Chapter 15. Security Essential. Understanding Security Threats. What’s New in Windows 7 Monitoring Your Computer’s Security Blocking Intruders with Windows Firewall. Staying Secure with Windows Update . Blocking Viruses and Worms with an Antivirus Program.
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Among the key security improvements are these:
Figure 15-1 Clicking the notification area icon displays a menu that includes links to directly address current problems, as well as a link to open Action Center itself.
Figure 15-4 You can selectively disable and enable Action Center monitoring here, or you can manage monitored items individually by clicking links in the main Action Center window.
The firewall blocks all inbound traffic, with the exception of traffic sent in response to a request sent by your computer and unsolicited traffic that has been explicitly allowed by creating a rule.
Figure 15-5 Windows Firewall shows status and settings for each currently connected network. The Domain Networks profile appears only on computers that have been joined to a domain.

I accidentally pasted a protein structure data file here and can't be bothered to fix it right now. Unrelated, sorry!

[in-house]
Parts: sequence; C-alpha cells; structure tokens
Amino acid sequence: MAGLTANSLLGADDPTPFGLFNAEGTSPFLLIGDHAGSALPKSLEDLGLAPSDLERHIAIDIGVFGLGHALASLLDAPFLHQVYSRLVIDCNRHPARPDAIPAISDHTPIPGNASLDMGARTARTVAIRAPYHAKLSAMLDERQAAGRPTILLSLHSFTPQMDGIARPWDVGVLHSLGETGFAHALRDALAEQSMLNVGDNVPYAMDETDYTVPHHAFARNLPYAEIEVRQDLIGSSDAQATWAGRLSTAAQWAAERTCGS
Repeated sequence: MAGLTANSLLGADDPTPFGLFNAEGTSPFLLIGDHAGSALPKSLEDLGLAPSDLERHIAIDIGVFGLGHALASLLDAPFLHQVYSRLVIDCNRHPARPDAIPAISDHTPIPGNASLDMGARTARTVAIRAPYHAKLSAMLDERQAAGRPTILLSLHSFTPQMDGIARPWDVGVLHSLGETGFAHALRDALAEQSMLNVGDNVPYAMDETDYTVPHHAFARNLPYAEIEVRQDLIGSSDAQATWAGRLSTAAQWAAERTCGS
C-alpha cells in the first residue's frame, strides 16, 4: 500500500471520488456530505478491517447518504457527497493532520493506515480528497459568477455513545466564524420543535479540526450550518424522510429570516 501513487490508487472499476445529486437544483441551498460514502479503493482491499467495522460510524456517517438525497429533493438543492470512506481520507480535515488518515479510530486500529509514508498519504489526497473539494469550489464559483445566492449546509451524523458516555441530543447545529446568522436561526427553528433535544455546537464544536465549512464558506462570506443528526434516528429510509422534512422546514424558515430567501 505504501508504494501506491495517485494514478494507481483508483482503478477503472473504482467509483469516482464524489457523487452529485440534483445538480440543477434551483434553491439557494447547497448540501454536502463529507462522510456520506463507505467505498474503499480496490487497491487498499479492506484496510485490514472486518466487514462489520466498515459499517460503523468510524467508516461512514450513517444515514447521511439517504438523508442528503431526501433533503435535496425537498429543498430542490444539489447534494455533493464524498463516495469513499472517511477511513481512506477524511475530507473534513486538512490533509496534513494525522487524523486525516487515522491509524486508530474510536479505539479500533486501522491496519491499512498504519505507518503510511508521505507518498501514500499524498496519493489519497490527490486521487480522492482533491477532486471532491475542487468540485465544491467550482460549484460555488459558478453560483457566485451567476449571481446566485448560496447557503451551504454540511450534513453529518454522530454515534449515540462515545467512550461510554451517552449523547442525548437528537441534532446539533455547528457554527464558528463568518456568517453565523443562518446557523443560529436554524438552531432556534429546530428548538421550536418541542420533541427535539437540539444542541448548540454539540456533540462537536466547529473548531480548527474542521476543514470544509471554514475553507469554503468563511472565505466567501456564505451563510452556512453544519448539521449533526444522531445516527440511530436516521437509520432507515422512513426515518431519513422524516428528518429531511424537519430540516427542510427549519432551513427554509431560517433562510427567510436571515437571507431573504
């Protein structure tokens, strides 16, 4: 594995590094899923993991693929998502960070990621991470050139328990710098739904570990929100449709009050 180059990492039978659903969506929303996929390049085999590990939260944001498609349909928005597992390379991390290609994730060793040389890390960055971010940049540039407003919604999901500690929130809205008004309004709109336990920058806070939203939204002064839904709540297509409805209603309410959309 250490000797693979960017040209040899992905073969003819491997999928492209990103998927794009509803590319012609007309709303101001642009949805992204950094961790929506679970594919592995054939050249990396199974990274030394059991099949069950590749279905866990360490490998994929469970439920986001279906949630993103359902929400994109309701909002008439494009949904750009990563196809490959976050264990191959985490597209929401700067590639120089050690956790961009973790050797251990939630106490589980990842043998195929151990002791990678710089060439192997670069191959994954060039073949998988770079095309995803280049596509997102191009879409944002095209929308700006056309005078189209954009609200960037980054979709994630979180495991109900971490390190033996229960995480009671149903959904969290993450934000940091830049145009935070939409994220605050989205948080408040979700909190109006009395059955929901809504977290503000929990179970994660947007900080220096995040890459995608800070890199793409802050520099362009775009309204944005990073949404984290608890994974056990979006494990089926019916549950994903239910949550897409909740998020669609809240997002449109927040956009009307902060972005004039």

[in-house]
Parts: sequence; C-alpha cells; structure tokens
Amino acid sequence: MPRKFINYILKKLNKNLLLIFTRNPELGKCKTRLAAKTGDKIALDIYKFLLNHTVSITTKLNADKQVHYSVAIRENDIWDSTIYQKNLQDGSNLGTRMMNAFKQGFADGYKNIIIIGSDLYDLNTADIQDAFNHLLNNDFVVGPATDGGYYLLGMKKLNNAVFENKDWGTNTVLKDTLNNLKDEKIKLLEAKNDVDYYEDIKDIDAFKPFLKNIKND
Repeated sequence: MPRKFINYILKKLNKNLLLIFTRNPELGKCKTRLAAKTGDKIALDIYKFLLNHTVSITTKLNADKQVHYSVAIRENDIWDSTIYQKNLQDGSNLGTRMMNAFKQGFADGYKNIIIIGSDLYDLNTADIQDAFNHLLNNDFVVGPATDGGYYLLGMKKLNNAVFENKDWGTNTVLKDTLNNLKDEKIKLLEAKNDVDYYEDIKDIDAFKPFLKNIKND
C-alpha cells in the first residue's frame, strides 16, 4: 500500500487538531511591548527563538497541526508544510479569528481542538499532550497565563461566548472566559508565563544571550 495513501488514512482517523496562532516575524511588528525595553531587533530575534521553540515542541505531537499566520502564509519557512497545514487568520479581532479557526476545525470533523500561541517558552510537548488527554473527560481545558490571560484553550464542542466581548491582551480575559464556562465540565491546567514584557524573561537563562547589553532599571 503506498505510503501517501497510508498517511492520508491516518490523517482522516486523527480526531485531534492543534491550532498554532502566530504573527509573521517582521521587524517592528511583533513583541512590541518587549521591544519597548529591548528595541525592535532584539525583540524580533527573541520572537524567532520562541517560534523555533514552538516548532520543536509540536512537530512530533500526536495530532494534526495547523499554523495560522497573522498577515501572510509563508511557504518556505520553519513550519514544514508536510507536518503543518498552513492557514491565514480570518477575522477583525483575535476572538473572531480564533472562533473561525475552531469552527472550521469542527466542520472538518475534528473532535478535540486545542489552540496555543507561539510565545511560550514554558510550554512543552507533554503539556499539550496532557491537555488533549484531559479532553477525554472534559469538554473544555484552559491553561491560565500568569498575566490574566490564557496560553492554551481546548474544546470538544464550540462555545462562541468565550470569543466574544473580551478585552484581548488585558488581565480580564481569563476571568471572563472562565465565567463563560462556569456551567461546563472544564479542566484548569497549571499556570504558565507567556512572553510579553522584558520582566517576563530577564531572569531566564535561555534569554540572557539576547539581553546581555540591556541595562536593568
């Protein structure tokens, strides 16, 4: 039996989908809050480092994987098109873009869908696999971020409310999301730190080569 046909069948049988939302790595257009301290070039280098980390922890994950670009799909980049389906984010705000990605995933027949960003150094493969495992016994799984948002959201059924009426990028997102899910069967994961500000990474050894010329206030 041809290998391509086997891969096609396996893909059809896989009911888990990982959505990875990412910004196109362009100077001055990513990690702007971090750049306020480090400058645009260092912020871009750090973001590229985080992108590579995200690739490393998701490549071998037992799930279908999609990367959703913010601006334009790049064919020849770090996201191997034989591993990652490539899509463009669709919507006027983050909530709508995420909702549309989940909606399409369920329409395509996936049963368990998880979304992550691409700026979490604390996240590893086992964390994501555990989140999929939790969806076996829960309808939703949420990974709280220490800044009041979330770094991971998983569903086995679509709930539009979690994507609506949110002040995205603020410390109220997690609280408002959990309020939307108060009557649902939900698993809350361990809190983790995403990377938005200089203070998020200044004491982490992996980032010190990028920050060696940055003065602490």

The Block All Incoming Connections check box in Customize Settings provides additional safety. When it’s selected, Windows Firewall rejects all unsolicited incoming traffic—even traffic from allowed programs or that would ordinarily be permitted by a rule.
For example, you might block all connections when you’re using a public wireless hotspot or when you know that your computer is actively under attack by others.
The simplest way to enable a connection is to click Allow A Program Or Feature Through Windows Firewall.
In addition to its real-time protection for spyware-like behavior, Windows Defender (shown in Figure 15-8) also scans your computer’s files periodically, looking for known spyware.
Figure 15-12 To perform an administrative task, a standard user must enter the password for an administrator account.
●Red background and red shield icon Identifies an application from a blocked publisher or one that is blocked by Group Policy. Be extremely wary if you see one of these.
●Yellow-orange background and red shield icon Identifies an application (signed or unsigned) that is not yet trusted by the local computer. (See Figure 15-13.)
●Blue-green background Identifies an administrative application that is part of Windows. (See Figures 15-11 and 15-12.)
●Gray background Identifies an application that is Authenticode signed and trusted by the local computer.